Clive




Howard Lewis08/12/2018 22:13:57
1518 forum posts
2 photos

+1 for making a Centre Height Gauge. A great saver! of time and frustration when changing tools. (thinking in terms of toolposts, other than QCT types, although it helps in setting up those for the first time)

With regard to a bench for a Myford ML7, I would suggest, if wooden, that the wood is substantial and that the top surface is steel. The Myford ML7 bed is not very rigid, so raising blocks, (Myford or shop made) will be a help in removing twist from the bed. (A Hobby horse of mine!).

Howard

Nicholas Wheeler 108/12/2018 22:28:09
177 forum posts
9 photos
Posted by Howard Lewis on 08/12/2018 22:13:57:

+1 for making a Centre Height Gauge. A great saver! of time and frustration when changing tools. (thinking in terms of toolposts, other than QCT types, although it helps in setting up those for the first time)

Is it really that useful?

I just use my digital height gauge, having put a label on the lathe with the height from both the bed and carriage. Saves having to store a tool that I might use a couple of times a year, let alone making the thing in the first place.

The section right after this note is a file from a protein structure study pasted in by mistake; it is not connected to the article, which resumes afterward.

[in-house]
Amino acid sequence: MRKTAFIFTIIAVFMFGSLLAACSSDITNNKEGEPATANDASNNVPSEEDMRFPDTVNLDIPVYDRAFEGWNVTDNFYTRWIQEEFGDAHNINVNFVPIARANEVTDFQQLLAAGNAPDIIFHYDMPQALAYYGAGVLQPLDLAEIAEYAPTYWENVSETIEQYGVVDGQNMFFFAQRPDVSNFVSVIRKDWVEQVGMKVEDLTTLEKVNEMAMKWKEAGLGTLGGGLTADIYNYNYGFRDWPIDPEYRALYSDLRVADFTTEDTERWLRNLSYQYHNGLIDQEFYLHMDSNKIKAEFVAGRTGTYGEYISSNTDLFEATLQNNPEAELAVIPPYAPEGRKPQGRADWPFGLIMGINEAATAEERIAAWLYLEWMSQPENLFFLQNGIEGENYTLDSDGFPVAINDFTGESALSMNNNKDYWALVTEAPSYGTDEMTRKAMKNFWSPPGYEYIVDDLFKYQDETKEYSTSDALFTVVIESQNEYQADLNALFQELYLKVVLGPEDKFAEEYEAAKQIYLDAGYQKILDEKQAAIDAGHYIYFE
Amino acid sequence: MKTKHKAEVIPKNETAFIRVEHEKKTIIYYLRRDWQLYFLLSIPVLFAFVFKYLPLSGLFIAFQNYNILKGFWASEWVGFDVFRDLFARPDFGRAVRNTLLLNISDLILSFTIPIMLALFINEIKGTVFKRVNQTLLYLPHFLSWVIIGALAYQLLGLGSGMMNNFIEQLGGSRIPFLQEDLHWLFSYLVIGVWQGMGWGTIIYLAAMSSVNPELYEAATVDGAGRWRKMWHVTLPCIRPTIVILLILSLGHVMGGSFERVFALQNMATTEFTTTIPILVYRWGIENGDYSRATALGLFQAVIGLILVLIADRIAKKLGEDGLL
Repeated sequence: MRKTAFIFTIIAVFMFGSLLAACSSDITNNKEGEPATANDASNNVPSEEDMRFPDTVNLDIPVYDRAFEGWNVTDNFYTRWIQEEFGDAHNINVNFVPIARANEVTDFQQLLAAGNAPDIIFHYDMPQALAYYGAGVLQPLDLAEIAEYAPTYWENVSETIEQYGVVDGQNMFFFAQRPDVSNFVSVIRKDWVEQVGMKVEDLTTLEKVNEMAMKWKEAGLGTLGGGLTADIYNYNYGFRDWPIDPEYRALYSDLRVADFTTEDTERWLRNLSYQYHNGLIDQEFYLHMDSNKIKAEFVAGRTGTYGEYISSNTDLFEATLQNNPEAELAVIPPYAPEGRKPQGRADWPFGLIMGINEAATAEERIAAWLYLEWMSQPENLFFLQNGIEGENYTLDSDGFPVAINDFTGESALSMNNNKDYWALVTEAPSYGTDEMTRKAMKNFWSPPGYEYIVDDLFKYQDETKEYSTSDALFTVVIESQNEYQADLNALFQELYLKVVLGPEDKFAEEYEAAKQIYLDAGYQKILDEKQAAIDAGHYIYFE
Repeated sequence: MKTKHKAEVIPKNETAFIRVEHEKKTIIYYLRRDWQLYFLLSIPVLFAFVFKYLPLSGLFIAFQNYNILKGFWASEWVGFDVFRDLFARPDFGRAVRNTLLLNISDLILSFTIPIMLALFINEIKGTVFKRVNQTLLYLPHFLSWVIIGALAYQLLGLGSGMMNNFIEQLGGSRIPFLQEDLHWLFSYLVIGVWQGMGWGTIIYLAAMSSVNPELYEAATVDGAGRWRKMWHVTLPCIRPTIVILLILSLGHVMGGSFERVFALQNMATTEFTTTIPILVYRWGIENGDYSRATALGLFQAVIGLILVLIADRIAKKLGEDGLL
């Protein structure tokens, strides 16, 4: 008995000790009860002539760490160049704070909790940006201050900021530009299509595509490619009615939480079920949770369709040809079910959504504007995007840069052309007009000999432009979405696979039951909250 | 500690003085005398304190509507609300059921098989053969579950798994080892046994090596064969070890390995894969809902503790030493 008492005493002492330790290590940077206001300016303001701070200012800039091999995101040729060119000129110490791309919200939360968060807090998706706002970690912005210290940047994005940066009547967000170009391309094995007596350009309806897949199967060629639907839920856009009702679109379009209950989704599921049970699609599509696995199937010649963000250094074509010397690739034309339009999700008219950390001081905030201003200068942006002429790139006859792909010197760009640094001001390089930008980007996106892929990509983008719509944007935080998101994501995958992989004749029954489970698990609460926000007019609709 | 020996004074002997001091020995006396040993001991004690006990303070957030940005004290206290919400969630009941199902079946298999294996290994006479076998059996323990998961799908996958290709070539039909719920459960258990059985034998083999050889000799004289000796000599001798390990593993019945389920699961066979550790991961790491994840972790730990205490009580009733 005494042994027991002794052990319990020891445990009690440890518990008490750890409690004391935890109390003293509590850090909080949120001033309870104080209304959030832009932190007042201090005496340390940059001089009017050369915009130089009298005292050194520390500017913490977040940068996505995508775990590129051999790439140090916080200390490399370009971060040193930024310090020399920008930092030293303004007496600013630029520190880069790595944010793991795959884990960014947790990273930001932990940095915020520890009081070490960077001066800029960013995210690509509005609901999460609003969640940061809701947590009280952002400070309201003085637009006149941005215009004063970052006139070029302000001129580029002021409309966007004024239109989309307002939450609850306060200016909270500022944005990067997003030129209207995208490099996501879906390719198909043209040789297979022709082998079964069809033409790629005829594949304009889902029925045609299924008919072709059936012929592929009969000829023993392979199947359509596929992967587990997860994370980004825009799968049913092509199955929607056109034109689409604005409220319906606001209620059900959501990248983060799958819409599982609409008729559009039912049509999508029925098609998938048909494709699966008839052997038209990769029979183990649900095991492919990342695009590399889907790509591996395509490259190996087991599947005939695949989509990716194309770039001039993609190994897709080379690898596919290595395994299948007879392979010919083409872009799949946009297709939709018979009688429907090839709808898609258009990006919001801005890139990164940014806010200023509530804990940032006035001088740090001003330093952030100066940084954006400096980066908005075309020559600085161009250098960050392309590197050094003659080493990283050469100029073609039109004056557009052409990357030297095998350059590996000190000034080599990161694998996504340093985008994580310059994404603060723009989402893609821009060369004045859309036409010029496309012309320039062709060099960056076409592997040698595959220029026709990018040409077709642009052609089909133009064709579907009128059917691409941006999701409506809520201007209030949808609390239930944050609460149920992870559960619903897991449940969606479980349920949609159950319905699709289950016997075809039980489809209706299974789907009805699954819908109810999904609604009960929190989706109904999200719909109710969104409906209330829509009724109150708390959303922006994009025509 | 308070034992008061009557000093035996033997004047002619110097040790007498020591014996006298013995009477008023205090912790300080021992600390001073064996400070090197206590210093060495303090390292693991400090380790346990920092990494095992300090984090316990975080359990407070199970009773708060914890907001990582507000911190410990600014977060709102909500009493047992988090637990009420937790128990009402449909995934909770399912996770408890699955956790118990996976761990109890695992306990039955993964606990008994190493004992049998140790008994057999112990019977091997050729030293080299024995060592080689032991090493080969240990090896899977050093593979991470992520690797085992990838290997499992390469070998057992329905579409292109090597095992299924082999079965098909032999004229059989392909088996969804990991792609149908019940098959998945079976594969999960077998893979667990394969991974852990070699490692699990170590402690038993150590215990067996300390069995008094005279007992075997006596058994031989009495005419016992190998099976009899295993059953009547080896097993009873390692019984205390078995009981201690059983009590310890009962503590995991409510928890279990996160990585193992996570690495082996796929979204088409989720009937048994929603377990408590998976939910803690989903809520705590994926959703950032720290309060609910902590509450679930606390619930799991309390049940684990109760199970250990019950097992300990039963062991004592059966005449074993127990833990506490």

Mark Rand08/12/2018 23:32:19
615 forum posts

A centre heigh gauge was about the second thing I ever made after I bought my own ML7 (lived 225 miles away from dad's one). Just a bit of 3/4" brass bar with the diameter turned down to 1/2" in the middle and a flange left at the top, with it's base at the correct height for the tool. Before long, I turned some shims (mounted on the face plate) to the right thickness for most of my tools, so I knew that a 12mm insert tool with the shim marked 'M' would be at the right height, the parting tool wanted shim 'L' etc..

Nowadays, I use a Multifix tool post in the HLV lathe and just line tools up with a headstock or tailstock centre, depending on which is more convenient, when setting the tool holders. Very occasionally, I'll adjust a newly mounted tool slightly after facing to the centre to get exactly the right height.

Howard Lewis10/12/2018 11:53:47
1518 forum posts
2 photos

Yes, a Centre Height Gauge really IS that useful.

In my shop it gets used every time that a tool is changed, or sharpened. Using a tool that is off centre does not give optimum cutting or surface finish.